- February 16, 2015
- Posted by: Josiah Hincks Solicitors
- Category: Business Law Updates
The Court of Appeal has criticised the ‘extraordinarily labyrinthine quality’ of import duty regulations in ‘reluctantly’ concluding that a mastectomy bra is an article of clothing, not an orthopaedic appliance, and is thus subject to 6.5 per cent duty.
The bra was designed to hold in place a synthetic ‘breast form’ worn by women who had undergone breast removal. Its importers argued that it should be classified as a duty-free ‘accessory’ to the breast form and an orthopaedic appliance.
HM Revenue and Customs (HMRC) disputed those claims and the finely balanced debate led to directly conflicting decisions from the First-tier and Upper Tribunals. The latter ultimately ruled in the importers’ favour on the basis that the bra provided essential support for the breast form and was thus itself ‘an artificial body part’.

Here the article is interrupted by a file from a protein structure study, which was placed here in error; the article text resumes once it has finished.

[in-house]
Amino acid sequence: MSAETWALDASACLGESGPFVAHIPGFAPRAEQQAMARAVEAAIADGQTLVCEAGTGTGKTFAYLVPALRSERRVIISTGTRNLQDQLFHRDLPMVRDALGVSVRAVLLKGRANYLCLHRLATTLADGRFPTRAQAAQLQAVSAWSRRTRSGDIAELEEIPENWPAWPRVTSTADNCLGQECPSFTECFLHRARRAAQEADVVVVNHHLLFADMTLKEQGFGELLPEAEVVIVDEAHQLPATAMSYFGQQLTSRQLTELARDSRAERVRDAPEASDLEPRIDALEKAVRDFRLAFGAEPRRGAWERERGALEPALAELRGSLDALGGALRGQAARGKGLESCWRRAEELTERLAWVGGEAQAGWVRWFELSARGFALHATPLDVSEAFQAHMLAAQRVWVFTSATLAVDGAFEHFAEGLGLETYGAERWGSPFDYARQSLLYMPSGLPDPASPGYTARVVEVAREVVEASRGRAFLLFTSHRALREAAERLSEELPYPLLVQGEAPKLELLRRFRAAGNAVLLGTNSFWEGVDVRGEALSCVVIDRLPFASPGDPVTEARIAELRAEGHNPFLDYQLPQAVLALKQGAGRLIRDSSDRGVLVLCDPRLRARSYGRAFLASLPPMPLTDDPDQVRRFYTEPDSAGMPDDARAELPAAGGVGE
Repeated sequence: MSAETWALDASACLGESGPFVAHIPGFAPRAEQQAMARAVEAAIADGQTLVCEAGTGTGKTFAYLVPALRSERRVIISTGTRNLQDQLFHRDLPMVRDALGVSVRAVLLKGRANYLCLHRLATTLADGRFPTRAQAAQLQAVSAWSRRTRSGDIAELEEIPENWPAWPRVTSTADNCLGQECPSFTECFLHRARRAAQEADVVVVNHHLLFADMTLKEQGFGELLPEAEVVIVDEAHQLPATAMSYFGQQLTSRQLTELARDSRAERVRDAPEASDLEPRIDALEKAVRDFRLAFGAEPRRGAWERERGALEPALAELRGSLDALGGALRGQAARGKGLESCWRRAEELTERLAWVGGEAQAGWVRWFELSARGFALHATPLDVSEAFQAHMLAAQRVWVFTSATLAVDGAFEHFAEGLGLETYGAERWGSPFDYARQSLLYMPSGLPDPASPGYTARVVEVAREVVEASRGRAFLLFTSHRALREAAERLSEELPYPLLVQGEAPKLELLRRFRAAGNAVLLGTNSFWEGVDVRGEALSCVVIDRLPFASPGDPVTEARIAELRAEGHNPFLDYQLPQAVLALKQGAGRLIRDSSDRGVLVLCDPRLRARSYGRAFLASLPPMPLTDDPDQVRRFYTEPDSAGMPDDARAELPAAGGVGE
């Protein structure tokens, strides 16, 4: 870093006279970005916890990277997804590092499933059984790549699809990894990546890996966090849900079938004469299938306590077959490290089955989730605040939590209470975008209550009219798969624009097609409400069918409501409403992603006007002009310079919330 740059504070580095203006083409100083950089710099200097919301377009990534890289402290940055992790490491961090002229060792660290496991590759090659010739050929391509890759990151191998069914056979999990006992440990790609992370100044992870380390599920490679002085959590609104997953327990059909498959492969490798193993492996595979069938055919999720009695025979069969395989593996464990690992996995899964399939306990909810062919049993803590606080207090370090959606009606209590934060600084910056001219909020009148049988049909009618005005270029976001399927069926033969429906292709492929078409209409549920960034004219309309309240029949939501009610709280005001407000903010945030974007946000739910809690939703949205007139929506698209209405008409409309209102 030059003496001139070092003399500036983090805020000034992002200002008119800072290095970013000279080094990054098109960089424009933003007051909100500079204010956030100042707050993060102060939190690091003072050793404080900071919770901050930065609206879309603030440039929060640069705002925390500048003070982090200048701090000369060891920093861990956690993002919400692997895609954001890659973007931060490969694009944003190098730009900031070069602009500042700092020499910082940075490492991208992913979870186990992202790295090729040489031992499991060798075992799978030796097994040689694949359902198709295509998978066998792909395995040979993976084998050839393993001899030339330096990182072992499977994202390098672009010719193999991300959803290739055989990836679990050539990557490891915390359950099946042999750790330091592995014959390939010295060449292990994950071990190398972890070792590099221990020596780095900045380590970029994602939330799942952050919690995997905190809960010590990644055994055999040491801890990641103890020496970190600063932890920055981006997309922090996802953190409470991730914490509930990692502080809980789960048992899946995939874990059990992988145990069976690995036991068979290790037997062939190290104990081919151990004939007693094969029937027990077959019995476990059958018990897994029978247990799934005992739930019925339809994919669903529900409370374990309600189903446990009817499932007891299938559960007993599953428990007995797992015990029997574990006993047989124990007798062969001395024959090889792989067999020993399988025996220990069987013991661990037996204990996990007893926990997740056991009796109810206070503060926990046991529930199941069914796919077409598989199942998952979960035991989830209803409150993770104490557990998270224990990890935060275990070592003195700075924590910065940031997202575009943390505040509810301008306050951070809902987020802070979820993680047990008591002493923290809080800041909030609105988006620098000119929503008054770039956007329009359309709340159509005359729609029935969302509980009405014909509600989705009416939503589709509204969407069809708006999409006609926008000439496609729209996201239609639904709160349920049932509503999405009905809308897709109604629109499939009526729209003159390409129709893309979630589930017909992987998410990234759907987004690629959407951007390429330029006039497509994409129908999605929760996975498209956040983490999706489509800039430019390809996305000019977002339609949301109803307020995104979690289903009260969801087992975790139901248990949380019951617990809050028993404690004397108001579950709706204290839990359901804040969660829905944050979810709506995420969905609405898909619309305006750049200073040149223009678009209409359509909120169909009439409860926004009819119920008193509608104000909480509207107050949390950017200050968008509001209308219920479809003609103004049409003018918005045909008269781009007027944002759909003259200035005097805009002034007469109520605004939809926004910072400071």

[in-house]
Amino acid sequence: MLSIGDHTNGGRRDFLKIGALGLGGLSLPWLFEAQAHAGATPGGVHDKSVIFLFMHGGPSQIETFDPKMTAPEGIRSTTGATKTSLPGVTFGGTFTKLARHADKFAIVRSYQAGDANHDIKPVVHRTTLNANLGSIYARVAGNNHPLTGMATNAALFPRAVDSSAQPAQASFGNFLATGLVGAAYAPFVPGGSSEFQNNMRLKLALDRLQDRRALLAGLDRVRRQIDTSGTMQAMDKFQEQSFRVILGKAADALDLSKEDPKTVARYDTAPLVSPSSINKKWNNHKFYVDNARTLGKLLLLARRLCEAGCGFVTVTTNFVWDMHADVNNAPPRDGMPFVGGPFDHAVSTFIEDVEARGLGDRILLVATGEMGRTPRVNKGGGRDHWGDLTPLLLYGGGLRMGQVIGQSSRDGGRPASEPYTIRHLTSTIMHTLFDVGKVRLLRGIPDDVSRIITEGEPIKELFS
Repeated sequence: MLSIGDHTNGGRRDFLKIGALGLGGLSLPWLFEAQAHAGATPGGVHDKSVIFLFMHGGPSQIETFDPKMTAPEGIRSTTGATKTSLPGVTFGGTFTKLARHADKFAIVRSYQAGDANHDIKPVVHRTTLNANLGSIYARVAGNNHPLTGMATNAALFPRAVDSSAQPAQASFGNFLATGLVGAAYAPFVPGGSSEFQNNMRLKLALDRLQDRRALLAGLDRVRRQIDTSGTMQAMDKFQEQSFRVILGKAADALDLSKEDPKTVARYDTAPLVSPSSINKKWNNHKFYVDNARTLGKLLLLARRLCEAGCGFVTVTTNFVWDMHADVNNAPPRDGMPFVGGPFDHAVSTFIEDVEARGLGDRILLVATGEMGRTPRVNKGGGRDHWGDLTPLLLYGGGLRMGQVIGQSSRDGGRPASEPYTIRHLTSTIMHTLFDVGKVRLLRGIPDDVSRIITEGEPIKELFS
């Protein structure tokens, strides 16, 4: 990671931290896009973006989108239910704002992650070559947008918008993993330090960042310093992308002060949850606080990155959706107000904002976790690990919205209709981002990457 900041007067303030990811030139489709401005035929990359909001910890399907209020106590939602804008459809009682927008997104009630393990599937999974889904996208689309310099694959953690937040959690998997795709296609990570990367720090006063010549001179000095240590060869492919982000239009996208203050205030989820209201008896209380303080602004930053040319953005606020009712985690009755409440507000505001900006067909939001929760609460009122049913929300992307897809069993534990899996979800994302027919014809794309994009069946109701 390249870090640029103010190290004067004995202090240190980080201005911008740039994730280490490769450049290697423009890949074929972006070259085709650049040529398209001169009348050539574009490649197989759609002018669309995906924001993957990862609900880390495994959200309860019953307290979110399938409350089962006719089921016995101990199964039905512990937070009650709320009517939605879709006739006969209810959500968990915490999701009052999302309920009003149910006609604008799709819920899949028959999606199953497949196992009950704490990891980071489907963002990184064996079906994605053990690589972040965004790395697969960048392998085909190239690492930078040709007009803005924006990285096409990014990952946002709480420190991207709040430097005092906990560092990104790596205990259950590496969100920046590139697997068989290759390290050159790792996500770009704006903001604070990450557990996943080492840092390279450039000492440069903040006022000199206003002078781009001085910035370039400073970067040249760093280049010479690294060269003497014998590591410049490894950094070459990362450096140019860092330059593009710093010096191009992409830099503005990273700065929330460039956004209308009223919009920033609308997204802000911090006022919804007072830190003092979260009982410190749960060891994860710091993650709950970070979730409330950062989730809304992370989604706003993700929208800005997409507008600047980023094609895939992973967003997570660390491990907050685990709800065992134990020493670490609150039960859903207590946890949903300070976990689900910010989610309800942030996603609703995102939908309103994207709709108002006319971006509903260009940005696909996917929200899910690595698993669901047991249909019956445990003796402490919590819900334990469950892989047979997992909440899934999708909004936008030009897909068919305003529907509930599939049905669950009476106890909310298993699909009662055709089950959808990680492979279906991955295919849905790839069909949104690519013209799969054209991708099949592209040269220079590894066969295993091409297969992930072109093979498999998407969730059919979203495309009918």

In ruling on the dispute, the Court noted that all involved had been greatly taxed by the extreme complexity of the underlying regulations. As a matter of simple common sense it seemed obvious that the bra was an accessory designed to hold in place the breast form, preventing it from sliding down the body.
However, in allowing HMRC’s appeal, the Court reluctantly found that, on a correct analysis of the regulations and relevant authority, the bra could neither be classified as an accessory to the breast form nor an orthopaedic appliance in its own right.